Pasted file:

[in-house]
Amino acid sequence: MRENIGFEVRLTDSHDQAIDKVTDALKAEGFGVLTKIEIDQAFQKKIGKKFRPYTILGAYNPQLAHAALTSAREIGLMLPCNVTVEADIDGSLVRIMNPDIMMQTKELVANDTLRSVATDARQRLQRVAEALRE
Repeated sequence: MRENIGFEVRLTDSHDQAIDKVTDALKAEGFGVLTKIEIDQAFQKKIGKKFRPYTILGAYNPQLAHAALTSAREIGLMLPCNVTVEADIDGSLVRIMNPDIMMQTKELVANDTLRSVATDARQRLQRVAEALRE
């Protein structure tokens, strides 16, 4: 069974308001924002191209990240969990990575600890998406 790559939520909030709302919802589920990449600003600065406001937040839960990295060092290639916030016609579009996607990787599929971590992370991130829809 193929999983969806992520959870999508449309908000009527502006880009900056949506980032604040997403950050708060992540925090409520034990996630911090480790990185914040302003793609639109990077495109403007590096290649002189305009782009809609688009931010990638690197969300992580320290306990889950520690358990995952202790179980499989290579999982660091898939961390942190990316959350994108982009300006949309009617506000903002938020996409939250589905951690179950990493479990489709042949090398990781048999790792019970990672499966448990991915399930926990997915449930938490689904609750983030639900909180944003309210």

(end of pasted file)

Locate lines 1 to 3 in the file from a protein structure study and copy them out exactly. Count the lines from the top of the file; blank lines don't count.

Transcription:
[in-house]
Amino acid sequence: MRENIGFEVRLTDSHDQAIDKVTDALKAEGFGVLTKIEIDQAFQKKIGKKFRPYTILGAYNPQLAHAALTSAREIGLMLPCNVTVEADIDGSLVRIMNPDIMMQTKELVANDTLRSVATDARQRLQRVAEALRE
Repeated sequence: MRENIGFEVRLTDSHDQAIDKVTDALKAEGFGVLTKIEIDQAFQKKIGKKFRPYTILGAYNPQLAHAALTSAREIGLMLPCNVTVEADIDGSLVRIMNPDIMMQTKELVANDTLRSVATDARQRLQRVAEALRE